Because the characters in Infinite Ryvius are so brilliantly written, you genuinely suffer alongside them as they sink to the lowest points humans can reach. This makes the show difficult to watch. The fundamental strength of Ryvius is its characterization; it feels like genuine individuals, not simply caricatures, are living on board (although given how huge the cast is, there are some characters that suffer from insufficient development). The action scenes in the series do contain a lot of technobabble, which I generally ignored, but it just adds to the overall sense of urgency and desperation because these kids are really thinking on their feet and making stuff up as they go. Infinite Ryvius, however, accomplishes virtually everything correctly in the overall sense, and I would highly suggest it.

28. RahXephon anime


RahXephon is a beautiful television show. It brought me some time to get into it, but once I did, I was completely hooked, and the show instantly became one of my all-time favourites. It’s difficult to resist Evangelion comparisons, but RahXephon has a highly distinct personality of its own and believes it to be a lot superior series to EVA (if not just as iconic). A fantastic anime is made possible by the impressive mecha and animation designs, gorgeous sound effects, and simple central love tale. I don’t anticipate ever losing my affection for RahXephon.

29. Monster

Another programme that I struggled to get into the habit of watching was Monster. This one demands your undivided attention for a significant portion of its run, but my goodness is it worth it. Monster is a masterfully written story that is full with suspense and intrigue from start to finish. It does have some pace issues and is a little too long, but in actuality, those extra episodes only serve to enhance the creative character development, which is this series’ main strength. It’s a twisting thriller that undoubtedly deserves its reputation as a classic since the characters experience so much transformation over the course of the story.

30. Mushishi

I also took a long time to finish Mushishi since I like taking my time with each mini-arc. It was simple to jump in and out of watching Mushishi because it is so episodic, which added to its appeal. I could watch one episode or two whenever the mood struck me and like how it got me thinking. I adored how Mushishi’s universe is depicted in grayscale; neither the mushi nor humanity are shown to be fundamentally nice and moral. Ginko’s never-ending trip across the many locations and his conviction that everything has a right to live make him a very compelling character. Ginko is the thread that ties the series together. It’s quite challenging to criticise Mushishi, and I haven’t yet run into someone who genuinely despises it.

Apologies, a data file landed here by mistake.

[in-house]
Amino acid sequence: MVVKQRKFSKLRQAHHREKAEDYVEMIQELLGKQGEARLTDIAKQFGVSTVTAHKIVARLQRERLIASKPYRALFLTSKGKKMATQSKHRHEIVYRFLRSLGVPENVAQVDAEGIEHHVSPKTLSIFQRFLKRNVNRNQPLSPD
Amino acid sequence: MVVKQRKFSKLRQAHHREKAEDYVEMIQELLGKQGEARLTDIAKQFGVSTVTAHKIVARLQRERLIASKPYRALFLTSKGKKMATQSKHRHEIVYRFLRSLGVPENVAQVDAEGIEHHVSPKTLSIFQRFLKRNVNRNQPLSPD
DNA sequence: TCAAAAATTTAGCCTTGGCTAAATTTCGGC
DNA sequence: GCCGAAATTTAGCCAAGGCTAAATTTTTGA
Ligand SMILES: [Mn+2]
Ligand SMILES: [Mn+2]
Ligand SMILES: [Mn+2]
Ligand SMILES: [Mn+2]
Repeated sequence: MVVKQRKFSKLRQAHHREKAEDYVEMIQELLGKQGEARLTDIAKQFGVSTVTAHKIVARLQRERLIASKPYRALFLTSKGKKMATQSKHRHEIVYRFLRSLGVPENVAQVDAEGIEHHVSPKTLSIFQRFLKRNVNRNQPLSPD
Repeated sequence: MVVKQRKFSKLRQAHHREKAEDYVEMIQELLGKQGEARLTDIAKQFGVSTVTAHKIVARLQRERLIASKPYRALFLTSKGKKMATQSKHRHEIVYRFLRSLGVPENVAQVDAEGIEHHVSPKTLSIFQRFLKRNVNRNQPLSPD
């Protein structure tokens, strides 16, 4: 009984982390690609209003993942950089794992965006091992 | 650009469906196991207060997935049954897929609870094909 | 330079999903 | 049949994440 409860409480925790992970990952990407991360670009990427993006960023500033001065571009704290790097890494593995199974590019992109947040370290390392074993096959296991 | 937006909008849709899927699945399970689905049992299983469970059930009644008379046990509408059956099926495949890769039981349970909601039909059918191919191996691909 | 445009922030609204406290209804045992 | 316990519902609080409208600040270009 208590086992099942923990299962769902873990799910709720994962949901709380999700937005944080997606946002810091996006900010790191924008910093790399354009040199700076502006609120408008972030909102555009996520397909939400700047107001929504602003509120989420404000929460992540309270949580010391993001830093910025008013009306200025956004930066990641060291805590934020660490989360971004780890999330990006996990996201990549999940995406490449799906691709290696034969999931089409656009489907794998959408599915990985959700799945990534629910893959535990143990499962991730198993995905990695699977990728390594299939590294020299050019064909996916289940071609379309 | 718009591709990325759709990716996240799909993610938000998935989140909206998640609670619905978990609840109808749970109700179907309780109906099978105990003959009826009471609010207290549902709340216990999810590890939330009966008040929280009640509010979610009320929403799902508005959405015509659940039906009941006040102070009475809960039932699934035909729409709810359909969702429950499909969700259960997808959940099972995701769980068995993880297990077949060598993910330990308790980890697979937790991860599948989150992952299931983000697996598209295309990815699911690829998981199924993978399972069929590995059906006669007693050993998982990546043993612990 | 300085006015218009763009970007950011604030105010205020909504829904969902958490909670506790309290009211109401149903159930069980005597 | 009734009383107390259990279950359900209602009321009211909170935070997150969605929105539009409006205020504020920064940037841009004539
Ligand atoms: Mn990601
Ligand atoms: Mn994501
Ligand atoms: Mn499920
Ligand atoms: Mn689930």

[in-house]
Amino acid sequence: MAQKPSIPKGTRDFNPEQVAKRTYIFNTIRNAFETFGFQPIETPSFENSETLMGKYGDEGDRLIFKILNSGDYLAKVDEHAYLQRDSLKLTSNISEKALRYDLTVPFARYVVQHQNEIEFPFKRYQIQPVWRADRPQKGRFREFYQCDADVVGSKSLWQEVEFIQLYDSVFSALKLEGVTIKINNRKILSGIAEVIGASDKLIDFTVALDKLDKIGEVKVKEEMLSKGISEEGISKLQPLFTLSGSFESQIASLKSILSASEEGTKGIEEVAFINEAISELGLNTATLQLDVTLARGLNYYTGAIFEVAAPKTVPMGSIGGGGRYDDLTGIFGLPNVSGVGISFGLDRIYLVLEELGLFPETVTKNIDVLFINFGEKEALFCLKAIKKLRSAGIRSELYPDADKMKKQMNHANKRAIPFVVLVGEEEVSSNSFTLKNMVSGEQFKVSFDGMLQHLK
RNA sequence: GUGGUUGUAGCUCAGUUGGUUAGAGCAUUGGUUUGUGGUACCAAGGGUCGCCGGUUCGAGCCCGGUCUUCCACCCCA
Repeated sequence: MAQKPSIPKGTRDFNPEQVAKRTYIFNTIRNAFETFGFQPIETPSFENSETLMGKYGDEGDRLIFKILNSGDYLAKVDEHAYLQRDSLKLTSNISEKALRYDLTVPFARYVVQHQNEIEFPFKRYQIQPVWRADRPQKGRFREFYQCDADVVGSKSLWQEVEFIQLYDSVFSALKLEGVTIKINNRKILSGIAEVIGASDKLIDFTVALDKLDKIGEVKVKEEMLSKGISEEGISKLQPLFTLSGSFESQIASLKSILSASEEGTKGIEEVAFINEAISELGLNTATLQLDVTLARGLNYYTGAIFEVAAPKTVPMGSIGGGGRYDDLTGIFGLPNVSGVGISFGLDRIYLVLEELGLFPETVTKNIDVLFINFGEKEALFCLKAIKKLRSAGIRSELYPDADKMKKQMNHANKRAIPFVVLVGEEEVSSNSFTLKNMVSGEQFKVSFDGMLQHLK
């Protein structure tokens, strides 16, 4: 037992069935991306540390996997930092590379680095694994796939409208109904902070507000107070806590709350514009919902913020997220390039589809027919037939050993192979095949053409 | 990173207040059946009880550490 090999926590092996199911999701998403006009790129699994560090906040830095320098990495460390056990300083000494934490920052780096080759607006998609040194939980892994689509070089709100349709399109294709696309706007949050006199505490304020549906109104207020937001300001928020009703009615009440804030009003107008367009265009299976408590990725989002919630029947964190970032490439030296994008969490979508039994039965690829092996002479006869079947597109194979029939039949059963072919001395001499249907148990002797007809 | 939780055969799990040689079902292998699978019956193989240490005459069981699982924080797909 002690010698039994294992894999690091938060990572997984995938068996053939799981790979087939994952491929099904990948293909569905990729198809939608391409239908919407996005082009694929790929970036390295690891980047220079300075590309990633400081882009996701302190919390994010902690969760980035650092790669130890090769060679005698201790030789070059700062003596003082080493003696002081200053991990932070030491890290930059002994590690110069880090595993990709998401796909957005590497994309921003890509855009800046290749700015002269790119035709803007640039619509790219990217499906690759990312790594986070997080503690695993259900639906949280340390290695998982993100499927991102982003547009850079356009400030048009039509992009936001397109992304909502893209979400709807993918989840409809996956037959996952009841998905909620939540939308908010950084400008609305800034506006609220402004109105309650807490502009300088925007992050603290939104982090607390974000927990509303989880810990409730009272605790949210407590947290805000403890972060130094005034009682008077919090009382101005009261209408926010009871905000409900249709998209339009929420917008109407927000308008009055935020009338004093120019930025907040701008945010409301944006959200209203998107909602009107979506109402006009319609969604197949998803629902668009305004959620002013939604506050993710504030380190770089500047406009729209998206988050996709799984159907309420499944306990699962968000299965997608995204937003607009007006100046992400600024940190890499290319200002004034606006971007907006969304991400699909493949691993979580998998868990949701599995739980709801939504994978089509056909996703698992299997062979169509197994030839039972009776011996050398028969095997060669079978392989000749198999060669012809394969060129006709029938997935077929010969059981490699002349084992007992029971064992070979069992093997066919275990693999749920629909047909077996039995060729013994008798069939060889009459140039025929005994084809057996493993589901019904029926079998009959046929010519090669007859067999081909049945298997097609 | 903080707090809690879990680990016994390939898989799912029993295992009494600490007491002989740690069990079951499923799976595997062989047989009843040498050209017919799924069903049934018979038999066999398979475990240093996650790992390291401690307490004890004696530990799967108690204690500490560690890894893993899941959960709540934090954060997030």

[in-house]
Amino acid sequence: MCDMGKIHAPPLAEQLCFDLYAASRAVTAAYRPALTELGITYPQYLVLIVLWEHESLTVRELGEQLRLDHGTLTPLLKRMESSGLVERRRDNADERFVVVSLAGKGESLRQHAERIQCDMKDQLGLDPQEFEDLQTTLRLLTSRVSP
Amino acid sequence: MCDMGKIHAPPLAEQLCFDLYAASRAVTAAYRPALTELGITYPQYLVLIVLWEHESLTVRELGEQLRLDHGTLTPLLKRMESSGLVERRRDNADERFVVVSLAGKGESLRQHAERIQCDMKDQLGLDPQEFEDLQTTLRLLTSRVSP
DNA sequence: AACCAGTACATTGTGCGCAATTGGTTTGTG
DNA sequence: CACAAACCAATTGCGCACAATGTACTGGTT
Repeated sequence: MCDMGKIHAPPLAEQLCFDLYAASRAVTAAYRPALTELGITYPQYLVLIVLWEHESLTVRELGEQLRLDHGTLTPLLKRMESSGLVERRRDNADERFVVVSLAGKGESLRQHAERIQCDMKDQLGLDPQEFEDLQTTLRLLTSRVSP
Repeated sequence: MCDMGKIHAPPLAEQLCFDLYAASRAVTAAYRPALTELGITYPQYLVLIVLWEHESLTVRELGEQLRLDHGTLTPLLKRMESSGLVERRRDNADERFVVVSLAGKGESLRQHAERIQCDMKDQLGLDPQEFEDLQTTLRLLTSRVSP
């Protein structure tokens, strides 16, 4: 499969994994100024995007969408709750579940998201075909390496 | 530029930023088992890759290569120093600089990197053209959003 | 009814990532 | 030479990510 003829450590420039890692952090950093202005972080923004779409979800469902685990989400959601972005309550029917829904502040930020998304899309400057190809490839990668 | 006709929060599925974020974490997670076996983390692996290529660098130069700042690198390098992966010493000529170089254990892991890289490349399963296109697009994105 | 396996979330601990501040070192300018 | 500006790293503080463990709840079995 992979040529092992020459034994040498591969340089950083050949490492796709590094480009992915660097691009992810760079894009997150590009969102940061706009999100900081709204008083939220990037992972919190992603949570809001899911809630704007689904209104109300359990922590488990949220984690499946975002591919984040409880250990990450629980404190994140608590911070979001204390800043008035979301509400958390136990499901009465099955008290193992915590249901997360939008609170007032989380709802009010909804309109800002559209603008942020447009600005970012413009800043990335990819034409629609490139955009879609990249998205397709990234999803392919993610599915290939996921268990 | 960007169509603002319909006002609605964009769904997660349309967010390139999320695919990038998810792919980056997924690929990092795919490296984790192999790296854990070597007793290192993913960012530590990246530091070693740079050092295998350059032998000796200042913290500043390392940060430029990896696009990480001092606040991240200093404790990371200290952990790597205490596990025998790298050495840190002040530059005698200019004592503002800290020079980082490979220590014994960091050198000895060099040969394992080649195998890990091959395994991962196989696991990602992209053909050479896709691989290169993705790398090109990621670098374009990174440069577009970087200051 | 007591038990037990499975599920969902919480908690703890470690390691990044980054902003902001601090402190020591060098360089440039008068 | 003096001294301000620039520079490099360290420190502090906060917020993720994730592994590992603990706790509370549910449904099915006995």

31. Samurai champloo anime

I had avoided seeing Samurai Champloo because I didn’t think it could really be that amazing, but I finally got around to it, and sure, there is a solid reason Samurai Champloo is regarded as a classic – it is darn good. Champloo is perhaps Manglobe’s best show because it is wonderfully written, has incredibly memorable characters, and looks amazing in addition to being a style triumph with its hip-hop aesthetic. Although it is largely episodic, each adventure Mugen, Jin, and Fuu go on is intriguing and memorable in its own right. By now, I should be aware that the programmes that are most likely to be recalled years from now are the programmes that are truly worth remembering.

32. Attack on Titan

I’m glad that shows like this are being produced; they’re one of the key factors in my love of anime. Attack on Titan is a hugely popular show that you can’t help but become engrossed in, and I adore that sensation. Attack on Titan is so much pleasure to watch that it makes up for any pacing flaws and the very ambiguous ending that results from the manga’s continuing nature. The 3D Manoeuvre Gear used in the action scenes creates jaw-dropping action scenes, but it was the show’s continual surprises and some of the characters’ heartbreakingly cruel endings that kept me watching. The fact that Attack on Titan has been such a huge success in both the Japanese and Western fandoms makes me thrilled to be an anime fan. I just hope they don’t rush into a sequel; that would be awful. It would be much better to wait a few years so the mangaka could complete the tale.

33. Last Exile

The setting for Last Exile is superbly realised. This series is so simple to be drawn into that I had to restrain myself from watching it all at once. I wanted to take my time, but it was difficult to resist getting sucked into the plot. This series’ pacing truly impressed me; it took some time to establish the universe and develop the characters before the main narrative materialised and took centre stage. Last Exile has a lot going for it; GONZO should be remembered for shows like this.

34. Revolutionary girl Utena & Movie

Utena is perhaps the anime that you could never grow tired of talking about. I don’t think there choice ever be a day when someone somewhere won’t come up with some new meaning behind some of the themes used in this series because it is brilliantly multi-layered and positively drowning in symbolism. Even though I don’t really have much to add to the conjecture, I quite love hearing other people’s opinions on Utena. I simply adored Utena’s assured directing, stunning animation, unique soundtrack, and potent (and even surreal) plot. This is a rare kind of series that is a must-watch for any devoted anime lover.

35. Crest/ Banner of the Stars (I-III) anime

When I marathoned The Stars meta-series last year, I was quite impressed. Although the scenery is extensive, exquisitely detailed, and painstakingly built, the attention never strays too far from Jinto & Lafiel’s fundamental relationship. The Stars series is fundamentally about these two and their developing romance, and I discovered that it’s this straightforward focus that I liked the most about the programme. The drama was fueled by the war’s backdrop and the Landers’ and Abh’s cultural clash, but the series’ warmth came from Jinto and Lafiel.